And over the next ten years, Labour plans to raise at least £423 billion in taxes from the motorist.
That’s over £18,000 per household.
You could buy one of John Prescott’s Jags for that, but you couldn’t afford to run it!
The Conservatives made the car a privilege for the many and not just the few.
The car and public transport are not enemies or opposites.
We need them both.
We need more of them both.
There’s no point in investing billions more in the railways if you miss your train because you’re stuck in a traffic jam.
Few of us have train stations or bus stops outside our front door.
So let’s get rid of Labour’s anti-car ideology.
Conservative Transport Policy
The next Conservative government will dump all the dogma.
We will ditch the jargon.
We believe in Britain.
So, we will simply get on with the job.
On day one of the next Conservative government, we will abolish Labour’s Integrated Transport Commission.
That will save millions by reducing bureaucracy and waste.
We believe in a prosperous Britain.
So we want Britain’s lifeblood arteries – our roads – to flow.
We will immediately bring forward the vital road improvements to get unsuitable traffic off unsuitable roads.
We believe in a cleaner and greener Britain.
So we want to remove through traffic from towns and villages.
You use less fuel if you don’t have to sit in traffic jams.
We will also reduce congestion by charging companies who dig up the road.
We believe road users deserve better.
So over all of this we shall set up a new Roads Inspectorate.
This will set standards for local councils and the Highways Agency to meet.
It will demand action on poor roads, dangerous roads or where roads cause environmental problems.
Conservatives also believe in Britain’s railways.
Labour inherited the start of our railway renaissance – liberated from state control.
But we are still waiting for stage two.
We propose measures to cut standing on cramped trains;
And to cut queuing for your ticket.
And to increase trains on Sundays.
And we believe in freight on rail.
The rail freight renaissance was started by privatisation.
Believing in Britain means putting the passenger and the freight customer first.
Not just on rail, but across all our transport networks.
And, of course, our commitment to cut 14 pence off a gallon of petrol is just a first step.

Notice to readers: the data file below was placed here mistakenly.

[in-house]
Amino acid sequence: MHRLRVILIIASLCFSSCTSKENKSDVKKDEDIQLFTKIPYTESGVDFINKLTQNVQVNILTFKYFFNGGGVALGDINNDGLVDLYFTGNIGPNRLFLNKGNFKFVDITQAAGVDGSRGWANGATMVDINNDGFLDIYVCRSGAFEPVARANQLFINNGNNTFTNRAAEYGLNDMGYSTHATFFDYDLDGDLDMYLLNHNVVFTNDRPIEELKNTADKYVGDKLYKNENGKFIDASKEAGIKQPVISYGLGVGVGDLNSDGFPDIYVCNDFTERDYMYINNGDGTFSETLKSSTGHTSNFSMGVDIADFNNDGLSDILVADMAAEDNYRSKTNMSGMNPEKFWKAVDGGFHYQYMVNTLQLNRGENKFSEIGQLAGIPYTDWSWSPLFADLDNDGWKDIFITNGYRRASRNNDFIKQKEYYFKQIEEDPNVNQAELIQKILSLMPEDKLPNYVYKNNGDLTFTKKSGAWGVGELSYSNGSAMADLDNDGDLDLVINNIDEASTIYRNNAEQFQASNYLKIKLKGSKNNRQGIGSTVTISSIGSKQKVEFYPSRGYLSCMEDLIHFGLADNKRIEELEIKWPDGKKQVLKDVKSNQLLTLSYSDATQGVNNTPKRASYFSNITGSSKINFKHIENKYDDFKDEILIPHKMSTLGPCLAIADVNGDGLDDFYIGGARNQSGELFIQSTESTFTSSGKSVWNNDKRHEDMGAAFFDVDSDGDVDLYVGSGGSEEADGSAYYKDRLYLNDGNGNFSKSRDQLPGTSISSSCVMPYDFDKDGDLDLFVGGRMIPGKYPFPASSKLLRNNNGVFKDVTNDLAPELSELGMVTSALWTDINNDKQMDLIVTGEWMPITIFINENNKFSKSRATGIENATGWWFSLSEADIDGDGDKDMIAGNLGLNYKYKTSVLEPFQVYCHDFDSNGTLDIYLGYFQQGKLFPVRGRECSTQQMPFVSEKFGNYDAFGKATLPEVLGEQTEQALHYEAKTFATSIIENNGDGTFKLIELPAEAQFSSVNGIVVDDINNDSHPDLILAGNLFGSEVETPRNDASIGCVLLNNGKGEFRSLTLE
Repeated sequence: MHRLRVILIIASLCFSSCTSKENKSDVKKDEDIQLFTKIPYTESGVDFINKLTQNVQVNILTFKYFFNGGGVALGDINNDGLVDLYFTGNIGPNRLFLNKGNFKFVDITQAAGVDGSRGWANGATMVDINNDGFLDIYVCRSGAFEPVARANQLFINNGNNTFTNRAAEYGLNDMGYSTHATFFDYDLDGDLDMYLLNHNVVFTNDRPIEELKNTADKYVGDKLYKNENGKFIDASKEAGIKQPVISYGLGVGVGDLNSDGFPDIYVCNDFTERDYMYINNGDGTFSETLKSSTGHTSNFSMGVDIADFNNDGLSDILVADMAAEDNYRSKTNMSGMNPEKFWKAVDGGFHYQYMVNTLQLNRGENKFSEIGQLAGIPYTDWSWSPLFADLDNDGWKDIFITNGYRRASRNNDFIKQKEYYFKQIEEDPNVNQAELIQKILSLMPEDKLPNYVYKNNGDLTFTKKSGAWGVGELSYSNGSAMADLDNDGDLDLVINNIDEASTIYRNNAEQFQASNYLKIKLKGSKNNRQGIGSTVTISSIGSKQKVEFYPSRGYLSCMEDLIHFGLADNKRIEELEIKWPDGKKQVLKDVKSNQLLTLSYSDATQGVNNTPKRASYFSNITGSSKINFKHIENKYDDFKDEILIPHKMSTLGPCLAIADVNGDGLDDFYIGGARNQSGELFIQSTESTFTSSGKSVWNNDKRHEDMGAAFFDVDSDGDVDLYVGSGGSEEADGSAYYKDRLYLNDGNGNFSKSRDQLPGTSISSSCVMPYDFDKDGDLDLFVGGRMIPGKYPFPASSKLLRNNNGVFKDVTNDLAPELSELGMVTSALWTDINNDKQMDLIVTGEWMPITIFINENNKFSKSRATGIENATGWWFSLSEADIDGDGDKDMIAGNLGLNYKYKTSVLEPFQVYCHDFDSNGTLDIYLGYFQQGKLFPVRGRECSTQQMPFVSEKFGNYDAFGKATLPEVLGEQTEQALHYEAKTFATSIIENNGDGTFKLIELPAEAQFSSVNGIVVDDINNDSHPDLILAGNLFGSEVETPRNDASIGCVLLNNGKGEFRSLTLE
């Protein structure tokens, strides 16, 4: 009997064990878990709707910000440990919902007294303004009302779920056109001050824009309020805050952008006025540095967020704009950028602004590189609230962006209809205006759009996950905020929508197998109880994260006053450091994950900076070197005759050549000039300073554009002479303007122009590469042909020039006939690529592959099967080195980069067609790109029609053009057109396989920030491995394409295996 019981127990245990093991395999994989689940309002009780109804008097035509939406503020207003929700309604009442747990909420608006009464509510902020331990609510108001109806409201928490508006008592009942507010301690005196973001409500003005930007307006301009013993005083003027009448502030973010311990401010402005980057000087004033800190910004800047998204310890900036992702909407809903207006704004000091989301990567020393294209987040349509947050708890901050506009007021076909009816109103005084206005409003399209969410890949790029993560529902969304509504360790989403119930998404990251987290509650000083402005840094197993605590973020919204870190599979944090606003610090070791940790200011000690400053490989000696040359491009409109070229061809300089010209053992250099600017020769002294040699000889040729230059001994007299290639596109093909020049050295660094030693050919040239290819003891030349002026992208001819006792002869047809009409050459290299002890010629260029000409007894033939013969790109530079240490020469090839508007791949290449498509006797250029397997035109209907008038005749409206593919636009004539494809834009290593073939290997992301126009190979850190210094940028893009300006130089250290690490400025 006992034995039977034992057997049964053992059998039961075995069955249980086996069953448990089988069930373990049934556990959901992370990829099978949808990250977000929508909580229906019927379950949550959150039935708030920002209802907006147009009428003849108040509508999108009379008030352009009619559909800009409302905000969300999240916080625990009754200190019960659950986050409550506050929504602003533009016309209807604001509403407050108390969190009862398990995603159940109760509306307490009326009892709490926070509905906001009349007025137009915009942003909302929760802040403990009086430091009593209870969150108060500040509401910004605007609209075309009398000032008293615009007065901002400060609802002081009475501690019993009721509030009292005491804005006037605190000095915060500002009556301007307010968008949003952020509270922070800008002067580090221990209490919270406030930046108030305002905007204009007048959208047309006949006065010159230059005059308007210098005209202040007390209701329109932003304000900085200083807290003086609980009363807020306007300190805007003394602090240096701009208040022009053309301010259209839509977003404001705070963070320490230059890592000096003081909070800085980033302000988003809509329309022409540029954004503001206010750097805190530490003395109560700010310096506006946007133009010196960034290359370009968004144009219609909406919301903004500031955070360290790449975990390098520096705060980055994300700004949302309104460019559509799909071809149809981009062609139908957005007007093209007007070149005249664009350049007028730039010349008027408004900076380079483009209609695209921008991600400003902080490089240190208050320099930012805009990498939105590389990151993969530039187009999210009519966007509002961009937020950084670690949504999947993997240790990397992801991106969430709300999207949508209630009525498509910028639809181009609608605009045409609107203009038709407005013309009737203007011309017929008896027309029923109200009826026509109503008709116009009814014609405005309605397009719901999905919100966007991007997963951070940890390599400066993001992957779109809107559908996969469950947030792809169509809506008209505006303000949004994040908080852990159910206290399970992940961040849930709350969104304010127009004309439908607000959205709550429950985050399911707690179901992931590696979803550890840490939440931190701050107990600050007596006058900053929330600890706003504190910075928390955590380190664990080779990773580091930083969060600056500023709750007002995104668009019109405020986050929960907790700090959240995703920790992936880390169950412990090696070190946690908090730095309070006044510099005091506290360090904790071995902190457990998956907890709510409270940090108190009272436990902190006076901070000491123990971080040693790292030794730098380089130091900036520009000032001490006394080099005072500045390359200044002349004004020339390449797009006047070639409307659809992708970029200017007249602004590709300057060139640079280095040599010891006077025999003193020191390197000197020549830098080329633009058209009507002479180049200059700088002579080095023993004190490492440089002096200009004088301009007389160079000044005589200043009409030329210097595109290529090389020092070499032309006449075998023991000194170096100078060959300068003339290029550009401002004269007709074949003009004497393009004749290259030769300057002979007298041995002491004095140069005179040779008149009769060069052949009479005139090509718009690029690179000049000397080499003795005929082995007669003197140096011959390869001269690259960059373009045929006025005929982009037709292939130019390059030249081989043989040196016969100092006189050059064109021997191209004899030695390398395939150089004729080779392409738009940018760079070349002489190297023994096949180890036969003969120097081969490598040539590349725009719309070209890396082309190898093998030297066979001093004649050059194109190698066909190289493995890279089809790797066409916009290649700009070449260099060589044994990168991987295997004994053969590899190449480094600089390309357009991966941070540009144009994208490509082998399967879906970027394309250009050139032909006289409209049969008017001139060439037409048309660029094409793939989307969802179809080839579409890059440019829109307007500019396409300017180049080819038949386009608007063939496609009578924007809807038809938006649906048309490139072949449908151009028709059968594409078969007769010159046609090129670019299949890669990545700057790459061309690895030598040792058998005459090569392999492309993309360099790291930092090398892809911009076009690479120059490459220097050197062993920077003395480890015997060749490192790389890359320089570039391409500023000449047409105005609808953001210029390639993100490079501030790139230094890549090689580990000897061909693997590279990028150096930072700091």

Because we are ambitious for Britain we will not treat motorists as some sort of revenue tap.
We believe in honesty in taxation.
So we want petrol stations to display just how much of what you are paying is tax.
We also believe in British business, and we need the haulage industry.
So we will introduce the BRIT disc.
So that foreign trucks will have to pay for using Britain’s roads.
We will use that money to cut the punitive tax on British trucks so they can compete with Europe.
But I give you one supreme pledge.
Our first day in government – and every day – will be about safety.
This week is the anniversary of the terrible Paddington rail crash.
The shock of that tragedy hangs heavy in the memory.
I pledge eternal vigilance on safety.
We have proposed to the Paddington Inquiry a new rail safety regime.
For the first time, there should be specific rail safety legislation – like there is in aviation.
There should be a new National Rail Regulator, with responsibility for performance and safety;
And a new independent rail accident investigation branch of the DETR.
There is no reason why privatised railways should not be every bit as safe as our privatised airlines and airports.
And would that our roads were as safe as the railways.
We will establish a Road Casualty Investigation body, to look into the causes of road accidents.
If you lose someone you love in a road accident, you want to know why it happened and what will be done to stop it happening again.
More than 3,000 people die each year on our roads.
That must change.
There is far more to road safety than just speed humps and cameras.
The government needs a proper, factual and statistical basis for road safety policy.
That will enable us to set the right road safety priorities, to reduce death and injury as effectively as possible.
It can be done without demonising the car, because we believe in the good sense and humanity of the vast majority of the British people.
That’s believing in Britain.
Mr Chairman, conference.
Millions of people every day make millions of transport choices.
People want choice.
Conservative governments increase choice.
That’s why people are beginning to feel they want a new Conservative government.
That’s why a new Conservative government, under William Hague, will get the best for Britain, because we believe in the full potential of what British people can achieve.
Last, week we saw the Labour party on the run.
Mr Blair was blustering like a magician whose tricks have failed to deceive.
We are making Labour sweat!
And look at Mr Prescott’s contorted face!
Conservatives believe in Britain, because we are ambitious for our country.
We believe in a Britain, whose transport networks should be the envy of the world.
A Britain where the opportunity to travel is for the many and not the few.
A Britain where the passenger and the road user come first.
A Britain where everyone shares in the benefits of prosperity.
A Britain strong, independent and free.
A Britain, whose government believes in Britain.
And the Conservatives, under William Hague, are ready to be that government.